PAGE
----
Is Cryptocurrency A Genuine Threat To Fiat Money?
Is cryptocurrency about to unseat fiat as the dominant form of money?
Share this article
Is fiat doomed? There are plenty in the crypto community who think so. One of the reasons crypto came to be was dissatisfaction with the current monetary system, in which the state is the sole creator of money and the fractional reserve system imposes systemic risks on most economies.
Outrage at the government and banks are at the literal genesis of cryptocurrencies, with Satoshi Nakamoto encoding a thinly-veiled reference to bailouts into bitcoin’s first block.
While they may be rather provocative, predictions of fiat’s demise have been around as long as digital currencies. They recently returned to the spotlight via noted libertarian, Ron Paul.
Ron Paul Advocates For Crypto, Sort Of
Ron Paul, a twelve-term Congressman and long-term thorn in the side of the Republican Party, recently argued against a government monopoly on currency. At Consensus 2019 he told BlockTV:
“I believe the opportunity has to be there for all alternatives. I want to get rid of the Fed, I want competing currencies….. What I’m interested in is allowing that to be solved in the market, not by government,” said libertarian congressman Ron Paul.
Dr. Paul elaborated his position in a discussion with Crypto Briefing, in which he argued against regulation of digital assets:
‘I’d let the market regulate [cryptocurrencies]” he said. “I wouldn’t have the government do anything, other than if somebody’s committing fraud….If you need regulations, the market should regulate, they shouldn’t have any subsidies or any bailouts or anything. But if there’s corruption, the government should be involved.”
Paul has long argued for the end of the Federal Reserve system, which places U.S. monetary policy in the hands of a private monopoly. However, he acknowledges that this position is at the extreme end of the spectrum.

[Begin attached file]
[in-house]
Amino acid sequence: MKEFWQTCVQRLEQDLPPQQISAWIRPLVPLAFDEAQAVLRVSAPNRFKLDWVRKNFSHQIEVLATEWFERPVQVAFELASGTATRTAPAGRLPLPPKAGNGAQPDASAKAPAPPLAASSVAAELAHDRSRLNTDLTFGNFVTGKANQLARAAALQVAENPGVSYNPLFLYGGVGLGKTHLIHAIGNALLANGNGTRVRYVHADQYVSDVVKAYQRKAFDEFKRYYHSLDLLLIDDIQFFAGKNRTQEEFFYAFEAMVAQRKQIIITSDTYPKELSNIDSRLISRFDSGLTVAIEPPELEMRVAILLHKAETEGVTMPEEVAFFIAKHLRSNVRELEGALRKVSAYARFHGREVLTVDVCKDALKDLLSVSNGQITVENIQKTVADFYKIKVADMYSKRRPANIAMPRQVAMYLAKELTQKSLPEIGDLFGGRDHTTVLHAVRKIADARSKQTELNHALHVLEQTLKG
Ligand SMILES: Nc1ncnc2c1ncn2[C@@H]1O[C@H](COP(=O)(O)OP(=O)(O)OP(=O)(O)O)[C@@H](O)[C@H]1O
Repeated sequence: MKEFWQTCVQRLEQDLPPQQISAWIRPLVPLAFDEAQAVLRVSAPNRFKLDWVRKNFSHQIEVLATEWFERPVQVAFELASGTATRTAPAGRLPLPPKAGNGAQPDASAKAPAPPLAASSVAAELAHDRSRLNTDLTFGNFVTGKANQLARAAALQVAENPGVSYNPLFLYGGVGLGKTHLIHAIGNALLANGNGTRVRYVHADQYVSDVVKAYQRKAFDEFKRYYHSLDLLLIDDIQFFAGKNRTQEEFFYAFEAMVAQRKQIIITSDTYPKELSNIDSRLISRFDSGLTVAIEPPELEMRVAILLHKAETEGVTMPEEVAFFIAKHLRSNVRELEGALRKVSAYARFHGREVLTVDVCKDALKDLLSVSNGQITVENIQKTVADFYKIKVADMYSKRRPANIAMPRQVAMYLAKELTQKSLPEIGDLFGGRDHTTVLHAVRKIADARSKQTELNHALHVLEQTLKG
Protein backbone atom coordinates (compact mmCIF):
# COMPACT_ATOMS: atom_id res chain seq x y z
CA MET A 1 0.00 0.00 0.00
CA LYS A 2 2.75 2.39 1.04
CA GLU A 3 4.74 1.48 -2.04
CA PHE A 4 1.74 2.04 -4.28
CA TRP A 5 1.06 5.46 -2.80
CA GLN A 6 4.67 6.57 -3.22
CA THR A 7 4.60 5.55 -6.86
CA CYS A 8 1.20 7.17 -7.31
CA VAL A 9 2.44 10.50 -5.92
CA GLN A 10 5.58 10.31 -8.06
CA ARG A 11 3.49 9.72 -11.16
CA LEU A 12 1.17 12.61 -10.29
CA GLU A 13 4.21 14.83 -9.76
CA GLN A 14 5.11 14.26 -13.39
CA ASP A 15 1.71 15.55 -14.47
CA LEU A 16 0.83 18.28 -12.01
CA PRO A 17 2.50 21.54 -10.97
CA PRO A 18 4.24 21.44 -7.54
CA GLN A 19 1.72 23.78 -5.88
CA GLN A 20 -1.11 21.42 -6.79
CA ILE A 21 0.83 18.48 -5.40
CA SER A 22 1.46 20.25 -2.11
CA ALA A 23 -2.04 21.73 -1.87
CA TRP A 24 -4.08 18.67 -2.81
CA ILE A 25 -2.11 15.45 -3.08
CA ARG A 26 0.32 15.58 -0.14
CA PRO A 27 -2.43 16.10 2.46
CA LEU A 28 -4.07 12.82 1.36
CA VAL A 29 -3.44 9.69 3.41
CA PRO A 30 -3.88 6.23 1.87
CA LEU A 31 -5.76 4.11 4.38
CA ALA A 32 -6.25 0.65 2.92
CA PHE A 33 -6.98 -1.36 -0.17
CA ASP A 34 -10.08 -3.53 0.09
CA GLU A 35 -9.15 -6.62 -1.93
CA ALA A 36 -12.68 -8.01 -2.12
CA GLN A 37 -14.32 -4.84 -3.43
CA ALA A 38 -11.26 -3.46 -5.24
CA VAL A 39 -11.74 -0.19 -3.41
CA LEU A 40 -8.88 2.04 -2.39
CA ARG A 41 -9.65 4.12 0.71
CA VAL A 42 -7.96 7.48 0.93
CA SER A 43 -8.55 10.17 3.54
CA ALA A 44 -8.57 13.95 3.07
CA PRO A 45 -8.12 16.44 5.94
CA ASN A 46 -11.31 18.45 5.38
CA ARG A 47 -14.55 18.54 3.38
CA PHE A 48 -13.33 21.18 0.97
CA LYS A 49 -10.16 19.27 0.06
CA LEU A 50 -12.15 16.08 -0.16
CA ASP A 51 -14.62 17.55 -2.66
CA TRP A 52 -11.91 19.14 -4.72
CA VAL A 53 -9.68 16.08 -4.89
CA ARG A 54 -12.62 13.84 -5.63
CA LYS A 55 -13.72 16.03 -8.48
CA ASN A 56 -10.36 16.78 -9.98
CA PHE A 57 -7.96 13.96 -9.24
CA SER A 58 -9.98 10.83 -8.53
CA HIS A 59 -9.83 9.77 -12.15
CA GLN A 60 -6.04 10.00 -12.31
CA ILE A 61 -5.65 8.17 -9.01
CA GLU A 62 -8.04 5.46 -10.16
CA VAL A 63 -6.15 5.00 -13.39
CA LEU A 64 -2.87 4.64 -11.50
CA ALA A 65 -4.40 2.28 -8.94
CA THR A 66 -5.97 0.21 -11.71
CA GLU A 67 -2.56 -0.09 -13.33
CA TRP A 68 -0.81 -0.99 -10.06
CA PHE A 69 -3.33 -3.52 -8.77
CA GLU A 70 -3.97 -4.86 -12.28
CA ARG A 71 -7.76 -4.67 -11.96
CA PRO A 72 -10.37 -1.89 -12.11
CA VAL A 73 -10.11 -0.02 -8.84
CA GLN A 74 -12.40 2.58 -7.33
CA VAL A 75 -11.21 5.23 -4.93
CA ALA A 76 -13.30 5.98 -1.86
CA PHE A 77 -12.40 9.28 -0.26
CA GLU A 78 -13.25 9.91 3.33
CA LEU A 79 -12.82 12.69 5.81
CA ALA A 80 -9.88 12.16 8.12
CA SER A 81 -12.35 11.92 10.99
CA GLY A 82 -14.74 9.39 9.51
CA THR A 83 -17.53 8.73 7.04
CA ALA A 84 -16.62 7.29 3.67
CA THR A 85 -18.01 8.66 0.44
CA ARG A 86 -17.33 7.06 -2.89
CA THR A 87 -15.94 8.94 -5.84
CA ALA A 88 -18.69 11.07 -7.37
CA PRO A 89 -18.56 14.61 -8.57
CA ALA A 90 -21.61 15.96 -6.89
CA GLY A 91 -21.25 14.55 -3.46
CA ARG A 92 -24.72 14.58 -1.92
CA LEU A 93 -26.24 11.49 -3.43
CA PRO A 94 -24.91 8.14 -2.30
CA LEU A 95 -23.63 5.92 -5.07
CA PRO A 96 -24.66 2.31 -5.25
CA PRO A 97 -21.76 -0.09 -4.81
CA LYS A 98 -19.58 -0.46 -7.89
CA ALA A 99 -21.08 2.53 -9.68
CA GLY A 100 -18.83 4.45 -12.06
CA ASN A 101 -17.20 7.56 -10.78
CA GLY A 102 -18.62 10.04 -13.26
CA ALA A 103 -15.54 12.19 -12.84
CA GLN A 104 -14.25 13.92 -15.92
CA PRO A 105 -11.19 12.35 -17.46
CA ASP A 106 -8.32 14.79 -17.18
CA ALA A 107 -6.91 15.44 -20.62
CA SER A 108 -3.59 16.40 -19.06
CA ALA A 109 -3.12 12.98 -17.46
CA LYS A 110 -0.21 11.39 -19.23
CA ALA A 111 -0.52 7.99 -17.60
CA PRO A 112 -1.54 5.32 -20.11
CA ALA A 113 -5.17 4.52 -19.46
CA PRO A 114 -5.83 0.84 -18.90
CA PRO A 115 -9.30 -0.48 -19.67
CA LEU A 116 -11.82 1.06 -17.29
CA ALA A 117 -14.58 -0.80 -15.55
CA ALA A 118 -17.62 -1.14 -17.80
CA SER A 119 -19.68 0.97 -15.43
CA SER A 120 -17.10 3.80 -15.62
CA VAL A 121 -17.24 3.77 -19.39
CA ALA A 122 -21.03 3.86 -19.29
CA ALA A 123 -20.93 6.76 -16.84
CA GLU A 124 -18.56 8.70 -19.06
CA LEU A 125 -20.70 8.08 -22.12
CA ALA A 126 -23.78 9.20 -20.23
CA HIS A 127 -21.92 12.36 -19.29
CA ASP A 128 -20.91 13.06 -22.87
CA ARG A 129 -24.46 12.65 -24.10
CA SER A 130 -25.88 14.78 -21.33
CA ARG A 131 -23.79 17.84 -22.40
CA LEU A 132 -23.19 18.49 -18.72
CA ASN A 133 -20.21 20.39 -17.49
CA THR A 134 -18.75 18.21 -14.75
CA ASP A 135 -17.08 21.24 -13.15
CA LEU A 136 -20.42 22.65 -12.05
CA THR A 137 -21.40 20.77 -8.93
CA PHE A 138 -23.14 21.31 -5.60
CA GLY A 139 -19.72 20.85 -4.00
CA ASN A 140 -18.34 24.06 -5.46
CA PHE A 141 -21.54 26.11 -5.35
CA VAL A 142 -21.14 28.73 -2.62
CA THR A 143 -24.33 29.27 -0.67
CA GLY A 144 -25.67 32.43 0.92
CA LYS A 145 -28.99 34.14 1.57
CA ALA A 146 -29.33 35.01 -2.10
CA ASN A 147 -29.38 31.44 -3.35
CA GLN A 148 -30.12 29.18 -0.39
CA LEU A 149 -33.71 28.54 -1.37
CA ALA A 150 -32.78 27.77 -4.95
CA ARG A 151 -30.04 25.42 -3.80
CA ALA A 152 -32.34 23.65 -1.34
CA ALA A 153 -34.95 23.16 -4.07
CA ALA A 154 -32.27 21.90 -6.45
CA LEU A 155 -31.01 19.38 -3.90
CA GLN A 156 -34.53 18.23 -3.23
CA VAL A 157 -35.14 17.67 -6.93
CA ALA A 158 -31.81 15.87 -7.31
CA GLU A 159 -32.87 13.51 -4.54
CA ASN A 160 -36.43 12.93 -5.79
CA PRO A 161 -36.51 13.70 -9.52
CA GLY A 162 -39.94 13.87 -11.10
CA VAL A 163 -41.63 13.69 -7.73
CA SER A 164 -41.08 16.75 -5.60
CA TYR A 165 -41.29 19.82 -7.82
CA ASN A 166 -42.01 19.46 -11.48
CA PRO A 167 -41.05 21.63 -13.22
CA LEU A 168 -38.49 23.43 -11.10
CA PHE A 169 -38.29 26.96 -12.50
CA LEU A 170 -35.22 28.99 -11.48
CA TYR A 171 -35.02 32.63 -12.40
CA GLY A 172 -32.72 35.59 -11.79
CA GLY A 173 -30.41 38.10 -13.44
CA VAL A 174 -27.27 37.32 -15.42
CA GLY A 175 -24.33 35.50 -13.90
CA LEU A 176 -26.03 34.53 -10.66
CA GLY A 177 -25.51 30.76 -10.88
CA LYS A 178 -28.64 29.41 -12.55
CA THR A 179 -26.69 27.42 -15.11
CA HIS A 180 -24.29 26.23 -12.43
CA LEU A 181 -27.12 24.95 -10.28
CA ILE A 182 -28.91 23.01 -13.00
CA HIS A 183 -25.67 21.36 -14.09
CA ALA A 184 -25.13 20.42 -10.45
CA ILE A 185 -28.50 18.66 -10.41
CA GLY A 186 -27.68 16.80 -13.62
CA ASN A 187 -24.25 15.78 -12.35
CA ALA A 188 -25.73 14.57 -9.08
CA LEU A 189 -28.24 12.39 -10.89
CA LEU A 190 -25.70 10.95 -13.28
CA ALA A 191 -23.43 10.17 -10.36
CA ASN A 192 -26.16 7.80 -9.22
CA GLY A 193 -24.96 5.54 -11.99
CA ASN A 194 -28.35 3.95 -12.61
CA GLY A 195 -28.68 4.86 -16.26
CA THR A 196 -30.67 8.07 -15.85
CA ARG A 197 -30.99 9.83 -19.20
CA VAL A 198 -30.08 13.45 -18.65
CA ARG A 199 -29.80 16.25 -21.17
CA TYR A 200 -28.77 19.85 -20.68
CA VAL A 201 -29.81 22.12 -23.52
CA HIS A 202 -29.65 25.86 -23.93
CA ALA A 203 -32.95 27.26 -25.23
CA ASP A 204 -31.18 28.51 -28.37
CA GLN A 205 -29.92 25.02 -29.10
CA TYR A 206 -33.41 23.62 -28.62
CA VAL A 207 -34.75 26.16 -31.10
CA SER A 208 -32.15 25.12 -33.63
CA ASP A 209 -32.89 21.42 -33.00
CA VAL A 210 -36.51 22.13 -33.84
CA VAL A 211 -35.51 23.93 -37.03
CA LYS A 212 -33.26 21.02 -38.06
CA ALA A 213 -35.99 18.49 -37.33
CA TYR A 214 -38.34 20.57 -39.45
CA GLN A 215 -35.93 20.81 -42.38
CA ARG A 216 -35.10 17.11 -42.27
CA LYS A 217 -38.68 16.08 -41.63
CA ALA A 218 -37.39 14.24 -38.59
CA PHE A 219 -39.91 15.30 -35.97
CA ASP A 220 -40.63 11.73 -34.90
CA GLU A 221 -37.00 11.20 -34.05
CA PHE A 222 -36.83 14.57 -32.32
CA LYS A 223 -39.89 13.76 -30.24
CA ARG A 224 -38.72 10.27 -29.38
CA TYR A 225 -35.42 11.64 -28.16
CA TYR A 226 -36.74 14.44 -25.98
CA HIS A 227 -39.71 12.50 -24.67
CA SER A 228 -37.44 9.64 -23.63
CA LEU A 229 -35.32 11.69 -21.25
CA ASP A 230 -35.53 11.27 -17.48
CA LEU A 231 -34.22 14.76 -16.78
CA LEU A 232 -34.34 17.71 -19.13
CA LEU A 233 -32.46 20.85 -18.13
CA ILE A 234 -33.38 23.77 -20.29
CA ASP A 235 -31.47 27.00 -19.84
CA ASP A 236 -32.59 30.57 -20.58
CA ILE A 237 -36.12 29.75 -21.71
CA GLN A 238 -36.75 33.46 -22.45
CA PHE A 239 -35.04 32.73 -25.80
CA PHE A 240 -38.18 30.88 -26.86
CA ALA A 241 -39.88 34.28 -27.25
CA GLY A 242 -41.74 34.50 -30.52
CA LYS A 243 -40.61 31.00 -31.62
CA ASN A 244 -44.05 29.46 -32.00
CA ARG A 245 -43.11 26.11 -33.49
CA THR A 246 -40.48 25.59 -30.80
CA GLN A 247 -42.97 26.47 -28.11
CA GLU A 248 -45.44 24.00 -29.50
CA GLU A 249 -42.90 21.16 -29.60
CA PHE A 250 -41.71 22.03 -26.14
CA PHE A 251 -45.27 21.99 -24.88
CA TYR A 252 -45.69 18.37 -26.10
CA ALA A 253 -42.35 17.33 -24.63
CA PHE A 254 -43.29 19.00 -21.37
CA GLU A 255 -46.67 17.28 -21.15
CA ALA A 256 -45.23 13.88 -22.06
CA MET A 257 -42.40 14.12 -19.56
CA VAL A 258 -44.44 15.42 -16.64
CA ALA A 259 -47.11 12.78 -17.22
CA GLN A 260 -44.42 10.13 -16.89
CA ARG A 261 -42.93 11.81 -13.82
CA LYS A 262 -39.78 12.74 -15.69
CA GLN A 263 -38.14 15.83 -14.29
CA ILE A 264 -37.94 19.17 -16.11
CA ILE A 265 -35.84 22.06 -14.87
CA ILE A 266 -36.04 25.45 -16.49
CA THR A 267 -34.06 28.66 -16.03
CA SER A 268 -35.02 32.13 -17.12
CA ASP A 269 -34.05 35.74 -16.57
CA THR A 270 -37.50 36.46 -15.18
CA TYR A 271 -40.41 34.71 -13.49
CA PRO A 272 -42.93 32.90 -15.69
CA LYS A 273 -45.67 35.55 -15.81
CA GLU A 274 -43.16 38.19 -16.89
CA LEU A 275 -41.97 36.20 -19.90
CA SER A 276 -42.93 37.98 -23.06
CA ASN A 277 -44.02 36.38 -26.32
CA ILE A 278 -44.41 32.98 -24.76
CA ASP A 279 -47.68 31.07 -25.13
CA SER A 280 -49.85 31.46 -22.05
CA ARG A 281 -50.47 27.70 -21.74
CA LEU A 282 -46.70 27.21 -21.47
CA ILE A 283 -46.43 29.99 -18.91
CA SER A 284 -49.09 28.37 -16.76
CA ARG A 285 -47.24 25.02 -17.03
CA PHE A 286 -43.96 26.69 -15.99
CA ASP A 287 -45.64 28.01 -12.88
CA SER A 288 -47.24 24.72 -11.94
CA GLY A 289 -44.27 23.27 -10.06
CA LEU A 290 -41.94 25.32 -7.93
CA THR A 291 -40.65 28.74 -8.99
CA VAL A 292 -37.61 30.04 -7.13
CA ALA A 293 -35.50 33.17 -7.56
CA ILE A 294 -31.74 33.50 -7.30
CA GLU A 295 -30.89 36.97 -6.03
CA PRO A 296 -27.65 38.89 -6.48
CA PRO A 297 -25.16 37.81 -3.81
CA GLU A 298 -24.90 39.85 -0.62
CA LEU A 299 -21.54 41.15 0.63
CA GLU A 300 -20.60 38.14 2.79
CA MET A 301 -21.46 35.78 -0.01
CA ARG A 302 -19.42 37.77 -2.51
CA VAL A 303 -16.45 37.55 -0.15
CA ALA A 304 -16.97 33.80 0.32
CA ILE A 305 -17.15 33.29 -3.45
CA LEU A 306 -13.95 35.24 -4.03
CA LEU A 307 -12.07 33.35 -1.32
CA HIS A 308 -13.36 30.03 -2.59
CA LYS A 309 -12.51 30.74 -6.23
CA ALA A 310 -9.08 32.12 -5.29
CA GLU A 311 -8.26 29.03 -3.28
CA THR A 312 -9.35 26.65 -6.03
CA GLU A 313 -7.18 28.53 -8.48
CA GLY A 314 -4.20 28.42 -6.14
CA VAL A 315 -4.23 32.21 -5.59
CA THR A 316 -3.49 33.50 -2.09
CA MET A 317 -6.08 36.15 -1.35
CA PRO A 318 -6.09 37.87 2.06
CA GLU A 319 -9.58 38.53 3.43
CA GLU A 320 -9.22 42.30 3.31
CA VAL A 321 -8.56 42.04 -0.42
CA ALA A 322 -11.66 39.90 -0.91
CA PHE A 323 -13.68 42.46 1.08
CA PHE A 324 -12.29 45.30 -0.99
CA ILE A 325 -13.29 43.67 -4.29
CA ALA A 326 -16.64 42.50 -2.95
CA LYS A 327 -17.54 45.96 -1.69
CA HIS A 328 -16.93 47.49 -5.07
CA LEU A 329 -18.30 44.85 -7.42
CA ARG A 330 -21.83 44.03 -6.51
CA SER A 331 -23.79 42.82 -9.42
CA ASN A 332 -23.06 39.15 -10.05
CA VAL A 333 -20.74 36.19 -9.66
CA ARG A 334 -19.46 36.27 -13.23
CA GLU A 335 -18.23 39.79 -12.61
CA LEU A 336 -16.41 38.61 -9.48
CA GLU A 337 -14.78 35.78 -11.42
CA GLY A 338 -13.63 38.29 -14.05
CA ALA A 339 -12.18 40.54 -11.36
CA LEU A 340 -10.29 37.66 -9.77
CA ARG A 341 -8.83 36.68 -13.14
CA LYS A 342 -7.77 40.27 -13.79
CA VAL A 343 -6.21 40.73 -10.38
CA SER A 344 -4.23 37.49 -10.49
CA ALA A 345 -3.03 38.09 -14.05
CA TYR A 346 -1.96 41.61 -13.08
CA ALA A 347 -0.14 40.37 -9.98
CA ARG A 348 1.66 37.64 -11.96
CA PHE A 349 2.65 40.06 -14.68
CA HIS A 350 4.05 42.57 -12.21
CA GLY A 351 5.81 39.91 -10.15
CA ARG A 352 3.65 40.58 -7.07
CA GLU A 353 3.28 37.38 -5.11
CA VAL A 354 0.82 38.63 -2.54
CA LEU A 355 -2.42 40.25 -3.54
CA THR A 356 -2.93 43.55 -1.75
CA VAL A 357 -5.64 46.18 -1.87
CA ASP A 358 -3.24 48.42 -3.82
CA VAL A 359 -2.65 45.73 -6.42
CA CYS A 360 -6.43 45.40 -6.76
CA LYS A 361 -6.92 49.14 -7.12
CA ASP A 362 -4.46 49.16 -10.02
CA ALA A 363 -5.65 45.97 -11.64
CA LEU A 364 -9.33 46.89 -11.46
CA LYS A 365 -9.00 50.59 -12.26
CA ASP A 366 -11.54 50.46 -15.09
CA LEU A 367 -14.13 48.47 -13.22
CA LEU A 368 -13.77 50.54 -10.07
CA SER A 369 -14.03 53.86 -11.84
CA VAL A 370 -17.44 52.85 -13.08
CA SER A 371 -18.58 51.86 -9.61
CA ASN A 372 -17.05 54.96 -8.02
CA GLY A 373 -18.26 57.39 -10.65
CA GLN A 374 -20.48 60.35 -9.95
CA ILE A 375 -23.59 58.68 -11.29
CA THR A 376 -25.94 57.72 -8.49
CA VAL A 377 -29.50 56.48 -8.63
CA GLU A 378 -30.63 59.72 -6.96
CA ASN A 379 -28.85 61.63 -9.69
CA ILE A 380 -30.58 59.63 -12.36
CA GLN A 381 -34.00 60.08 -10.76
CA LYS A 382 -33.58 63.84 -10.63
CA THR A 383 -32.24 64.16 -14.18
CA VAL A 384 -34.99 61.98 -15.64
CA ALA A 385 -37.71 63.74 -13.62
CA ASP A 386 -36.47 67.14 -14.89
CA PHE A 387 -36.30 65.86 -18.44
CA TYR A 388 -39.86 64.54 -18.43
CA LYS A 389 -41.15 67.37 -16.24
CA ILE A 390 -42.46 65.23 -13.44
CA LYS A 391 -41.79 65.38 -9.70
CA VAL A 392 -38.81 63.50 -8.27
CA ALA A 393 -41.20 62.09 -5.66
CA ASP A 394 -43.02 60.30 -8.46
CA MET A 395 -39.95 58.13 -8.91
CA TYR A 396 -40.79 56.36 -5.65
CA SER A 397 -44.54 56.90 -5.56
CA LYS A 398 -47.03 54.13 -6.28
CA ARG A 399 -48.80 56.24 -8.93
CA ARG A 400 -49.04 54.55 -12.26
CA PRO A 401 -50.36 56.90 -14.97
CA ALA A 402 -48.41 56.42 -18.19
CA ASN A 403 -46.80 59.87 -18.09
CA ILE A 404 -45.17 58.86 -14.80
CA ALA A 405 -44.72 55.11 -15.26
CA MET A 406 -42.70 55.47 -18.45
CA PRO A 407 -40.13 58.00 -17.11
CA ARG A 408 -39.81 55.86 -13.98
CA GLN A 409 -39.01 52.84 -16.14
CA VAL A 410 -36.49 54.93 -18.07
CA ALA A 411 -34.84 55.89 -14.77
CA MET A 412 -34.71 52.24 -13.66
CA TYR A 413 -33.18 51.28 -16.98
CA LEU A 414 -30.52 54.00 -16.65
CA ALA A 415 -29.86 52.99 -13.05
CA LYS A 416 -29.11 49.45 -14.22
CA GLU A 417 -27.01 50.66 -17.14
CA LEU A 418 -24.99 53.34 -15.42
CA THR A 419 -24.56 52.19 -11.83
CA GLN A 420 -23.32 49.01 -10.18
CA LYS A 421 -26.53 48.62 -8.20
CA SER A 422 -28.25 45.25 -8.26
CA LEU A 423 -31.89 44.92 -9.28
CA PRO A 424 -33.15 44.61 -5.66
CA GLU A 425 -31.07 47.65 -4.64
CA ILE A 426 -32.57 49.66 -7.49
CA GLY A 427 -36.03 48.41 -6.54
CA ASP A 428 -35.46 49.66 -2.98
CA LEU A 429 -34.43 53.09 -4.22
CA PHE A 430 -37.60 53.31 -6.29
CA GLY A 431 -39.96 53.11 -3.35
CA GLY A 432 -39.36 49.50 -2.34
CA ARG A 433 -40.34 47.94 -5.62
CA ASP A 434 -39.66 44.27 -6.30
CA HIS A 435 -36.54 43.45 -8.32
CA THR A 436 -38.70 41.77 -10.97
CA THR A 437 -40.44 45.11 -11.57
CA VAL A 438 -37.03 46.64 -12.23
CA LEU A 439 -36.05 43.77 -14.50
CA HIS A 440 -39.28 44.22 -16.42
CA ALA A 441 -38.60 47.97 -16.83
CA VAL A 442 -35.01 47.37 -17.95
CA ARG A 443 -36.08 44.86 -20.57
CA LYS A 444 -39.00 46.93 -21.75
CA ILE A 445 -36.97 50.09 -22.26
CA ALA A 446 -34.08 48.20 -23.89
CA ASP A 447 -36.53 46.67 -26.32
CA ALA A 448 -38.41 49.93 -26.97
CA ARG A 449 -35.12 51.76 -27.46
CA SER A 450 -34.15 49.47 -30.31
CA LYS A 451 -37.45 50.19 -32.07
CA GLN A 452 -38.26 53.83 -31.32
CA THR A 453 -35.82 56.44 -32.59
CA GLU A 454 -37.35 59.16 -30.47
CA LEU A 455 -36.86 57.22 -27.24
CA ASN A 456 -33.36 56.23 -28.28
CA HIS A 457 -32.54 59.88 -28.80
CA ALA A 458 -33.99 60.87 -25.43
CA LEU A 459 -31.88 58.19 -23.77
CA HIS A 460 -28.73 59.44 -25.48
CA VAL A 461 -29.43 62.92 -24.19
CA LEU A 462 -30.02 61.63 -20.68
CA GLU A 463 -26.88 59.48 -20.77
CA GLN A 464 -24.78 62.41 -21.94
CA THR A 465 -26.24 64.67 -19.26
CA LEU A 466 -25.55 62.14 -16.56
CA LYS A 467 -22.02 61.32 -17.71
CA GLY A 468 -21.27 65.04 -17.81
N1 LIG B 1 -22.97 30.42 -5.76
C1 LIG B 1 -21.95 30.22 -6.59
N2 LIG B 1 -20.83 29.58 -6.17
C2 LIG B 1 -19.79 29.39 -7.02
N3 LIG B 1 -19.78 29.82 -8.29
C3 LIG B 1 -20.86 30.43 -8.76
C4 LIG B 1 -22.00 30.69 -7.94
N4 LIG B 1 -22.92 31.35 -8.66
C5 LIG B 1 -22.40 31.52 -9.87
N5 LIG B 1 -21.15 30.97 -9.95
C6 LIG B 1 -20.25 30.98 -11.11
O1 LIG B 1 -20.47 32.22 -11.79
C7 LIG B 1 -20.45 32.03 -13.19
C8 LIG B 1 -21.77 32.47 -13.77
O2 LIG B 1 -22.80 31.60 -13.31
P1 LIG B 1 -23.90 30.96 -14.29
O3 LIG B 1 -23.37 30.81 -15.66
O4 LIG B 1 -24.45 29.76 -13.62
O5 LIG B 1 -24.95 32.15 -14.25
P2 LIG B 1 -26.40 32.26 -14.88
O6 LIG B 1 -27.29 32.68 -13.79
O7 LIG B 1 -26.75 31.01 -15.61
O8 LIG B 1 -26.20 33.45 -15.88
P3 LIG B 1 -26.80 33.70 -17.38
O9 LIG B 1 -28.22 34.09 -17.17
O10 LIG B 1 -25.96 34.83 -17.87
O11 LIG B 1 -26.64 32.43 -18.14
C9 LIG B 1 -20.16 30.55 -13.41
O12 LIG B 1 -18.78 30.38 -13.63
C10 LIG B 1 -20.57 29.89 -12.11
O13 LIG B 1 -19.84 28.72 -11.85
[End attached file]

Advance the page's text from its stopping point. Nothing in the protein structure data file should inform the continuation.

Can Bitcoin Speed Along Fiat’s Demise?
Decrying the dilution of money by inflation and fractional reserve practices, Mahmudov centralization is both a strength and a weakness for fiat currencies.
As a decentralized currency, bitcoin cannot be censored, stopped, or shut down, lending it superior qualities to fiat money, Mahmudov argued. But the most important quality is its deflationary properties. There will only ever be 21 million bitcoin created, Mahmudov noted, meaning long-term hodlers do not have to worry about inflation eating away their savings.
“Uncensorability’s cool, unseizeability’s cool as well, but to me these really are perks. In terms of… this thing taking over the world… the dominant force which will be doing that is bitcoin monetary policy. Really, its unprintability. The fact that nobody can print beyond 21 million. That is by far the strongest and the most important innovation here,” said Murad Mahmudov.
The Outlier Examples Where Bitcoin Is Already Replacing Fiat
We are already seeing a rush to cryptocurrency in countries where citizens no longer trust their government’s ability to responsibly manage monetary policy. According to coin.dance, the poster child for the flight from fiat is in Venezuela, of course, where hyperinflation hit 80,000 percent in 2018.
As economist Dr. Steve Hanke pointed out:
“One promising use for cryptocurrency is to move value across borders in a way that cannot be stopped by authoritarian regimes,” Hanke noted. “For the millions of people in Venezuela whose lives have been destroyed by hyperinflation, direct cryptocurrency donations will be a lifesaver.”
Argentina has also seen a substantial pick-up in crypto interest, as the government prepares for yet another loan from the IMF.
But What About The Rest Of The World?
While Venezuela and Argentina hardly provide widely applicable metrics, given the extremity of their monetary policy situations, they have set valid examples. Rational people will take flight into the embrace of crypto when their fiat fails.
Dash has also proven popular in the Latin American continent, one in which hyperinflation has routinely wrought havoc on local economies. It is unlikely to take similar economic circumstances to set in in order to increase cryptocurrency adoption elsewhere. And the fiat-is-dead argument continues to remain up for debate.
But for the first time, there is now a viable way to escape the grip of bad government policy without bouncing from one fiat to another. And sometimes, it requires outlier examples to set trends. So is fiat doomed?
Or, as banks and tech giants enter the space with their own digital payment and asset solutions – is it crypto that’s really facing the end of an era?